"Our customer feedback indicates people may not want that policy, but of course tastes and desires change," JetBlue spokesman Morgan Johnston said in an email. "We would prioritize making the cabin comfortable and welcoming for all - for those who want cell service and for those who like peace and quiet."

Henry H. Harteveldt, a travel analyst with Hudson Crossing, said, "There are bad ideas, and then there's this."

"Unlike the ability to use their personal electronics and Wi-Fi from gate to gate, passengers don't want this," he added. "The constant chatter of passengers on their mobile phones has the potential to further increase tension among already stressed-out passengers. It will be a catalyst for increased cases of `air rage.'"

Airline pilot and blogger Patrick Smith said permitting phone calls on planes "introduces yet another stress factor into an already stressful environment."

"Airports already are such loud places," he said. "It's the airplane itself, ironically, that is often the most quiet and peaceful part of the air travel experience. Is that about to change?"

Should the FCC lift its restrictions on cellphone use, airlines would still have the option of deciding whether to equip planes with picocells - small, satellite base stations - to handle calls. American Airlines spokeswoman Andrea Huguely said the airline will wait to see what the FCC does. "However, our Wi-Fi at this time doesn't allow voice calls."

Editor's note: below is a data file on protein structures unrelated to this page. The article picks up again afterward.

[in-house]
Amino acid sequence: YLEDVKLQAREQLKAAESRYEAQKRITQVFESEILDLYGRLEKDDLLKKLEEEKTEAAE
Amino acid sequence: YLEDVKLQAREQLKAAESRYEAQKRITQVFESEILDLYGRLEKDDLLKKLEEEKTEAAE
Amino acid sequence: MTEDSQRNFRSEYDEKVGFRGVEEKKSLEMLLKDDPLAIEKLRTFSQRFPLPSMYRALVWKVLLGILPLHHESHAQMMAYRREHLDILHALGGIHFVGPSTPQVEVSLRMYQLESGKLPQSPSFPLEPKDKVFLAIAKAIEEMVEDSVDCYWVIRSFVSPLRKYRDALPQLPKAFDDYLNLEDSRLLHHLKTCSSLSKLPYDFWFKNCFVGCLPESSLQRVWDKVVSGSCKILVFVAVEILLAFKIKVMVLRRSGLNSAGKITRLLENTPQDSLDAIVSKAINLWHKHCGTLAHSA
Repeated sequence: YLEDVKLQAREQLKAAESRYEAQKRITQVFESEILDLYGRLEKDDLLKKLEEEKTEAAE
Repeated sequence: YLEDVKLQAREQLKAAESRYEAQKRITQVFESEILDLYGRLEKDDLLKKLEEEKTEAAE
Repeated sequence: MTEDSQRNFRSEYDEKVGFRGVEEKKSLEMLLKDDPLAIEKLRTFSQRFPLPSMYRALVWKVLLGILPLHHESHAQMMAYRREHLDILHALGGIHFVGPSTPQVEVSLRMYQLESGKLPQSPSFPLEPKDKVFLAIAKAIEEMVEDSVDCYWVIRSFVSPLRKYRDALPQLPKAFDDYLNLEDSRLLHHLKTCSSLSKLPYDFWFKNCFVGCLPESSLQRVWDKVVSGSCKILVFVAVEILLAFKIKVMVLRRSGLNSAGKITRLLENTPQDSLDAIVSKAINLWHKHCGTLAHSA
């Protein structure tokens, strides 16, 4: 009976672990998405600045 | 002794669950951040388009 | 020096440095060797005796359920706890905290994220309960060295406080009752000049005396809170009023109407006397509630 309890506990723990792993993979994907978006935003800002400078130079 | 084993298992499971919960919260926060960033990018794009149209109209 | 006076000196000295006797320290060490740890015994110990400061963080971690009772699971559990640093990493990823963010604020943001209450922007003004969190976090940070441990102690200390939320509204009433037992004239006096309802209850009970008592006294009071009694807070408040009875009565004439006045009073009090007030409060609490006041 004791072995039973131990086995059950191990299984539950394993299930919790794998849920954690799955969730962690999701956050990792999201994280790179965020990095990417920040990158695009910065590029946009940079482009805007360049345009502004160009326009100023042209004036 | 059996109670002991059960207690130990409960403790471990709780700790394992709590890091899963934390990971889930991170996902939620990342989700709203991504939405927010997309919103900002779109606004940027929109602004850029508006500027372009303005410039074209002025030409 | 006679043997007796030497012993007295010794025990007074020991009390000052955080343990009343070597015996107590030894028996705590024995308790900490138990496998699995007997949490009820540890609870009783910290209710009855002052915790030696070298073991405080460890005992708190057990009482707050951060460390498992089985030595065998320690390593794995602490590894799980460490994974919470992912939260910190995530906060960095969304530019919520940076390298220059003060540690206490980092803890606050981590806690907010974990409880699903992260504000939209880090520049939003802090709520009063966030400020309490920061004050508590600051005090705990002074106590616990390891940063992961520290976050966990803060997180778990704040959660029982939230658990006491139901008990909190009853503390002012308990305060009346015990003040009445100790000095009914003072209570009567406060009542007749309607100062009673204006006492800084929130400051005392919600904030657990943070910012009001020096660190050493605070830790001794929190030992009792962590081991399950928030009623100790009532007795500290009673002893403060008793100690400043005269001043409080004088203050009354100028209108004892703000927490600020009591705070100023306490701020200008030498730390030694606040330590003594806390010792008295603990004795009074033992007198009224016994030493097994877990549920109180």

In October, the Federal Aviation Administration lifted restrictions on the use of most personal electronic devices during takeoffs and landings, but not cellphone calls, which fall under the FCC. The FAA long had barred the use of electronic devices below 10,000 feet because of concern they could cause electronic interference with aircraft systems during landings, the phase of flight when accidents are most likely to occur.

The FAA based its decision to ease the restrictions based on recommendations from an industry advisory group, which said use of tablets, music players and other devices doesn't cause dangerous interference on modern airliners. Passengers are supposed to put the devices on "airplane mode." The same advisory group also recommended that the FCC review its restrictions on phone calls.

The FCC proposal is primarily a response to the advisory group's recommendation, an FCC spokesman said.